I walk the nightmares of men
In the dark, where you cannot see
- there you will find me
Matthew Evans started awake, gulping air, his chest heaving.
It was dark. Sounds of the others sleeping drifted to him from bunks to the right and left. He lay there as his breathing slowed and he shivered, cold sweat drying on his skin.
This was the fourth night in a row!
"There's nothing wrong that I can find," Song, the ship's medical officer said, later that morning. He swatted the display in front of him. "Nothing these fancy machines can find anyway."
"Oh?" said Evens, resealing his uniform jacket. "So if they can't find anything, you're telling me there's nothing wrong, that it?"
Avarind Song shook his head. "Of course there's something wrong. We're over two and a half billion miles from Earth. We fouled up our home and have just left our solar system for what we hope will be a new start . You tell me, what could be wrong?"
Evans shrugged, his mouth twisting in a rueful smile. "If you put it that way Doc, what can I say?"
He turned serious again. "Still, I'm not given to nightmares. Don't tell me it's because I'm afraid of 'out there'."
Dr. Song shook his head. "Sorry Evans. It's not you. In fact, it's not just you. About a third of the on-shift crew has been through here with variations on the same theme." He shook his head again. "It's like all our cultural fears of the dark have woken up."
Evans jerked his head forward. "The Bridge knows about this?"
Song nodded. "Of course, but keeping it quiet. What else can they do? There's nothing to go back to."
"Couldn't turn this boat around anyway, even if there were," Evans said. "Not after these years under constant acceleration. We're going now, whether we like it or not."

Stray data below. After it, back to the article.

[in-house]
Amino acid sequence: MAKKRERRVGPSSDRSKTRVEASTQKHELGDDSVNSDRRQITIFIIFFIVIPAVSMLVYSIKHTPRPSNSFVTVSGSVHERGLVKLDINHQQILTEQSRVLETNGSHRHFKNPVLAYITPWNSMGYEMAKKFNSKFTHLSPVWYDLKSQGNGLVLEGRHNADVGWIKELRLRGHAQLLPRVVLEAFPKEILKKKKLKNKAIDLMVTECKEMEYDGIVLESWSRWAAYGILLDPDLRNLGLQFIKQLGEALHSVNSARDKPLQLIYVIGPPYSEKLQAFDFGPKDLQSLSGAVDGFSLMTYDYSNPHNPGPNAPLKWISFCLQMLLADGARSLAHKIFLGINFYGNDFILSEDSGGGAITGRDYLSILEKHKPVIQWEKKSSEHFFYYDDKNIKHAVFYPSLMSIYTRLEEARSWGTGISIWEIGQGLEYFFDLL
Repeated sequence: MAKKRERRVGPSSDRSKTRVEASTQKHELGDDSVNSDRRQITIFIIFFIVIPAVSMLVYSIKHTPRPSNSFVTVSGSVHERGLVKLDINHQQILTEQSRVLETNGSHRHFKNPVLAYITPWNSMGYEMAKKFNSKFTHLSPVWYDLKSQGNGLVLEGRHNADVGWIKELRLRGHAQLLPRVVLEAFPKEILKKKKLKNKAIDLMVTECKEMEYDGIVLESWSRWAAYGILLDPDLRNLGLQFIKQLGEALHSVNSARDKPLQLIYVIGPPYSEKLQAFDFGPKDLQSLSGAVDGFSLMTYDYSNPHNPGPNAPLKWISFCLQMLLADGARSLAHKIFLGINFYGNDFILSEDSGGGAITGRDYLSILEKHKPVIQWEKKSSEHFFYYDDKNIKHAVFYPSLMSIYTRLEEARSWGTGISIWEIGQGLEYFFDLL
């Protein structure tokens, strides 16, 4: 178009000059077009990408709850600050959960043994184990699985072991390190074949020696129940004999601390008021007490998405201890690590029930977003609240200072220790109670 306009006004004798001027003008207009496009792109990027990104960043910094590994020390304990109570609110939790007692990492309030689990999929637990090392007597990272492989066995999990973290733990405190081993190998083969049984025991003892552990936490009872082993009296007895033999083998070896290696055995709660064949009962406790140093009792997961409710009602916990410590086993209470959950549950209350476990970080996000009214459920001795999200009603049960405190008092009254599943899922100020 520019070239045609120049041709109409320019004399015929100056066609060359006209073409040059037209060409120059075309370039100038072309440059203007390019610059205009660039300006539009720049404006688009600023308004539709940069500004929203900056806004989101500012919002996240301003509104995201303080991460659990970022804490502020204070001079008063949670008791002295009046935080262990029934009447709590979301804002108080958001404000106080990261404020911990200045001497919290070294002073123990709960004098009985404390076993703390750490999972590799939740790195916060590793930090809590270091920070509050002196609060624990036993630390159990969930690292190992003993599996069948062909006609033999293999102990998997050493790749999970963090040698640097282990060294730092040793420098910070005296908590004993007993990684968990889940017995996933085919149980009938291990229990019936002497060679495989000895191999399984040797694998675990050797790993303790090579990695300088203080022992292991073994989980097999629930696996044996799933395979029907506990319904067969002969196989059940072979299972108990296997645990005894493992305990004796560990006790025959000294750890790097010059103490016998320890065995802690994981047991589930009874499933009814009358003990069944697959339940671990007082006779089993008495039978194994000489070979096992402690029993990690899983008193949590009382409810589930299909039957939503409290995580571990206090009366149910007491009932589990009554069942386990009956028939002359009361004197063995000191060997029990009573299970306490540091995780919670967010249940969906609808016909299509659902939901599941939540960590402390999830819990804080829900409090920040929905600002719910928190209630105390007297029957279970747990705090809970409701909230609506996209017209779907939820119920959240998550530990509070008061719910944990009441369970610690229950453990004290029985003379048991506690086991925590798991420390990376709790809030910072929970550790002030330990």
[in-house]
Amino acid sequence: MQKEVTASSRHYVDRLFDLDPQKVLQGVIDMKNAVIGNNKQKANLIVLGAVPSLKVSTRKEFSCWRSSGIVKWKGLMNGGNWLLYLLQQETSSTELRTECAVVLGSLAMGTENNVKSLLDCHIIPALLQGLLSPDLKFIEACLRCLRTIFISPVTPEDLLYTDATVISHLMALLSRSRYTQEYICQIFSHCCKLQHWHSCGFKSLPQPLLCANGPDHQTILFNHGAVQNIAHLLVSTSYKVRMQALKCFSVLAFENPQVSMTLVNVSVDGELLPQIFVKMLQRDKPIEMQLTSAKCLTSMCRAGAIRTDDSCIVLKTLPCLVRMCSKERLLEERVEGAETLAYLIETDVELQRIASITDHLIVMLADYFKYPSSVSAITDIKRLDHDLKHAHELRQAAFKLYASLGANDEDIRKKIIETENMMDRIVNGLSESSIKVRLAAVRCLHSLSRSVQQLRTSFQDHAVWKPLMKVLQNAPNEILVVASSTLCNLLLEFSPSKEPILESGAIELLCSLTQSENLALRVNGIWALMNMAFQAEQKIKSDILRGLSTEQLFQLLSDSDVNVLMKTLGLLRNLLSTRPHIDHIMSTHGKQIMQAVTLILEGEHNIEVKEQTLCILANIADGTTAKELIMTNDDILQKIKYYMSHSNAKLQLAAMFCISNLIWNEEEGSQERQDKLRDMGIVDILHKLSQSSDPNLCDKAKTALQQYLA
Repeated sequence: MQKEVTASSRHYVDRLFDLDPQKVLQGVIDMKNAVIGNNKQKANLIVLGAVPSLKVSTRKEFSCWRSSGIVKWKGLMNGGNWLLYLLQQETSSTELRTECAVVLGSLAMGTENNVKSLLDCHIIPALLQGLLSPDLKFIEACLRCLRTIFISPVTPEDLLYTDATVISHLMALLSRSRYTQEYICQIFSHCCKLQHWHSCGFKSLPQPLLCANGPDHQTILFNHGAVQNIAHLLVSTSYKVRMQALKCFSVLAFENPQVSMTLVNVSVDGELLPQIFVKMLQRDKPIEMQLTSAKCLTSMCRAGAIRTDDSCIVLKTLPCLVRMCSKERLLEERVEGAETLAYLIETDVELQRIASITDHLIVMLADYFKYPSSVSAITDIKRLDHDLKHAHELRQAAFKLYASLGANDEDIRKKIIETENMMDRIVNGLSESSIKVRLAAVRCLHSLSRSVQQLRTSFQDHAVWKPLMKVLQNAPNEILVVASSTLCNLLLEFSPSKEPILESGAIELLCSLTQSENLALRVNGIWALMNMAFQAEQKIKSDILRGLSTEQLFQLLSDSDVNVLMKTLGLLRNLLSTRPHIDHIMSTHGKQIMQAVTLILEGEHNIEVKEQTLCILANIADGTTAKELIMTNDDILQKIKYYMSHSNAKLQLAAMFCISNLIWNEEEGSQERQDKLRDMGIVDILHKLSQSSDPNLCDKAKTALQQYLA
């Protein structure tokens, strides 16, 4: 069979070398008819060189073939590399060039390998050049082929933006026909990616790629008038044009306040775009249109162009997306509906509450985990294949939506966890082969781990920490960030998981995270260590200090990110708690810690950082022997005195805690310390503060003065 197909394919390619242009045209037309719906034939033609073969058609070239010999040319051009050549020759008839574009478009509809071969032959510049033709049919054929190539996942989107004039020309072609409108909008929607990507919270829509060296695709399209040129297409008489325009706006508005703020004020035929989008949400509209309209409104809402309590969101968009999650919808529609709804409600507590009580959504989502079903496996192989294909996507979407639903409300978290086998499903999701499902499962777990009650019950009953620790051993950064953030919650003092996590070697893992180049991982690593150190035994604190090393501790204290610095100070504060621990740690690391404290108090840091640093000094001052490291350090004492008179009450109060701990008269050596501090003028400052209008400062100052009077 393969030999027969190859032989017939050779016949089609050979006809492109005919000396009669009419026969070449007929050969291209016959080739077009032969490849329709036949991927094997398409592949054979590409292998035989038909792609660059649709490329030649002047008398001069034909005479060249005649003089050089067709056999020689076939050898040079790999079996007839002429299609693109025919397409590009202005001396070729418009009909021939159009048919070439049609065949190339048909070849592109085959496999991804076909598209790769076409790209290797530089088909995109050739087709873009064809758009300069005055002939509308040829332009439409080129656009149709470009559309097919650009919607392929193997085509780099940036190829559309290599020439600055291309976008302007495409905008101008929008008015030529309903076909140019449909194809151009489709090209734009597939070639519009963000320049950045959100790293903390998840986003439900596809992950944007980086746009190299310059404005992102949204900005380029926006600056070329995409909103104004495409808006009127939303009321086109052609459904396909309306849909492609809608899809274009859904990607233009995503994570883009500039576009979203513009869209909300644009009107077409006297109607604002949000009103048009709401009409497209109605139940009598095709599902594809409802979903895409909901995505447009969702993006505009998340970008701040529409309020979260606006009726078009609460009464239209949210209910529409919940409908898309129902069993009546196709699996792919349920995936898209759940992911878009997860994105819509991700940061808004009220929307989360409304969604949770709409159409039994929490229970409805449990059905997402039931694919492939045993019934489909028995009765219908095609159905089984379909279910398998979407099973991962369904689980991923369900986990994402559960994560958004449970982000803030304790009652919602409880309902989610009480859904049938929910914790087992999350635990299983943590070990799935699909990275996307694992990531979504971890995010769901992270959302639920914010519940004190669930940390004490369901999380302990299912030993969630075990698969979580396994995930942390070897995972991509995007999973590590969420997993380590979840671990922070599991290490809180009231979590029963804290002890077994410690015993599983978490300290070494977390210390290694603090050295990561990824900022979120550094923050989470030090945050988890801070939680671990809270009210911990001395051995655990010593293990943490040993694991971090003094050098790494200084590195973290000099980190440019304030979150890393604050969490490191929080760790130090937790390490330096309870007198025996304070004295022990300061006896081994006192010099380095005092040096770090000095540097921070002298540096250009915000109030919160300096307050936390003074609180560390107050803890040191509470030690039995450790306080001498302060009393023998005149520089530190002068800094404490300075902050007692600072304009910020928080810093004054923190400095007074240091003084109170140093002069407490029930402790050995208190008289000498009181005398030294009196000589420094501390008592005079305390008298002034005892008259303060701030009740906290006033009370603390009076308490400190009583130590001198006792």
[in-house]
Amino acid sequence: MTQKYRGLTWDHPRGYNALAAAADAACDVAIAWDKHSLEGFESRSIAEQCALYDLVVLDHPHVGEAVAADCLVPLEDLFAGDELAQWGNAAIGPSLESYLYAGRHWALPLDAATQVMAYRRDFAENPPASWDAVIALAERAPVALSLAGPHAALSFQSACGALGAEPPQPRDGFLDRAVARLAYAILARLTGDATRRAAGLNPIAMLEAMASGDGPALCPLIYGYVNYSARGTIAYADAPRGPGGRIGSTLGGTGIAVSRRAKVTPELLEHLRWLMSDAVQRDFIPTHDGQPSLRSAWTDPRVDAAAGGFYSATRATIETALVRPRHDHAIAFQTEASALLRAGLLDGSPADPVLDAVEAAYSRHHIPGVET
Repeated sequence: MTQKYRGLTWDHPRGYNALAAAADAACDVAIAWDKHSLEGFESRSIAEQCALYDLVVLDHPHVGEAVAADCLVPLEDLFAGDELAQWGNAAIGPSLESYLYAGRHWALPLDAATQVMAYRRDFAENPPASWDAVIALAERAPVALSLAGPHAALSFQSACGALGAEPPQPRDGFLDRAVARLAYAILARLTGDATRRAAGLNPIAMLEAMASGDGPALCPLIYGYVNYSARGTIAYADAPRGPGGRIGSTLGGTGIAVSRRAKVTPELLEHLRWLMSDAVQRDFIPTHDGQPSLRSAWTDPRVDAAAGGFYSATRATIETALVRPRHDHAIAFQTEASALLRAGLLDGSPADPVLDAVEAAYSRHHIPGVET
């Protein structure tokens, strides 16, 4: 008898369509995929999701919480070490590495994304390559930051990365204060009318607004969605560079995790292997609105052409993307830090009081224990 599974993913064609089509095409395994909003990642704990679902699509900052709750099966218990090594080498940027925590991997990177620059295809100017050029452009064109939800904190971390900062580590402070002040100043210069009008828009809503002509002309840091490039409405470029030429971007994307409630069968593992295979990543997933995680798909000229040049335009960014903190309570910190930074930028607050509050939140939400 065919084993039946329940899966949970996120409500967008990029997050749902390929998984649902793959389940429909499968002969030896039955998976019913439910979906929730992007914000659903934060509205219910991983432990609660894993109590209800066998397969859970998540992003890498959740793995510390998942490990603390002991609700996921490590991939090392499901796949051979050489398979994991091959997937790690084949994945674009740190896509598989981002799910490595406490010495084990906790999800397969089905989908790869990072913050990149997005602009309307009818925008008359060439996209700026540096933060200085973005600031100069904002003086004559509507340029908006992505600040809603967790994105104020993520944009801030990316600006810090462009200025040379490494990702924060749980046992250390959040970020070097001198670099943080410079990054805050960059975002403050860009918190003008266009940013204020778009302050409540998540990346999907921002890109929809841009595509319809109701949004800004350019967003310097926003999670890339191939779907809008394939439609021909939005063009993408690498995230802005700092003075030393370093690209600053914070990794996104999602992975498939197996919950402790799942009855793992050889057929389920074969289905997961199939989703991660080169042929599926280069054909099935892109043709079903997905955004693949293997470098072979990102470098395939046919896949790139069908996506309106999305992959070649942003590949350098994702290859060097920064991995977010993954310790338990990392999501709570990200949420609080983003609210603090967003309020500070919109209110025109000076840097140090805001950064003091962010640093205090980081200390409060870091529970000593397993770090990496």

He looked at the other man. "You say our cultural fears of the dark?"
Song nodded again. "Yes. You and everyone else, 'dark' and 'darkness'. A recurring theme. I feel like some shaman off in the bush somewhere."
"A grandmother, or great-grandmother, of mine was a researcher into the myths and fears of cultures. Seems she believed there were realities behind them that most of us didn't want to face."
"I take it," Song said, "you don't share her beliefs."
"No," said Evans. "That's why I work in science and she did...whatever it was she did."
Song shrugged. "I can give you something to help you sleep. We're going to need you now we're out here, out between the stars." He held up a bottle of pills.
Evans shook his head. "No Doc. thanks. Those things just make me fuzzy. Anyway, Pluto's orbit isn't even a line in interstellar dust. There's no difference between one side of it and the other."
"I'll take your word for that," Dr. Song said. "Now get out of here. I've got actual sick people to deal with."
Hours later Evans sat, staring at his console. The room was quiet around him, apart from the hiss of the ventilation system and the vibration in the floor plates that had become just part of the world.
The screen in front of him showed the blackness of space ahead, the tiniest of pinpricks showing distant stars. The line representing Pluto's orbit lay behind the dot that indicated the ship's position.
He shook his head. Well, they were in the dark between the stars now. If anything were to be found there, now was the time.
"Yes," came a voice from nowhere and everywhere.
Evans froze. The vibration in the floor plates was gone.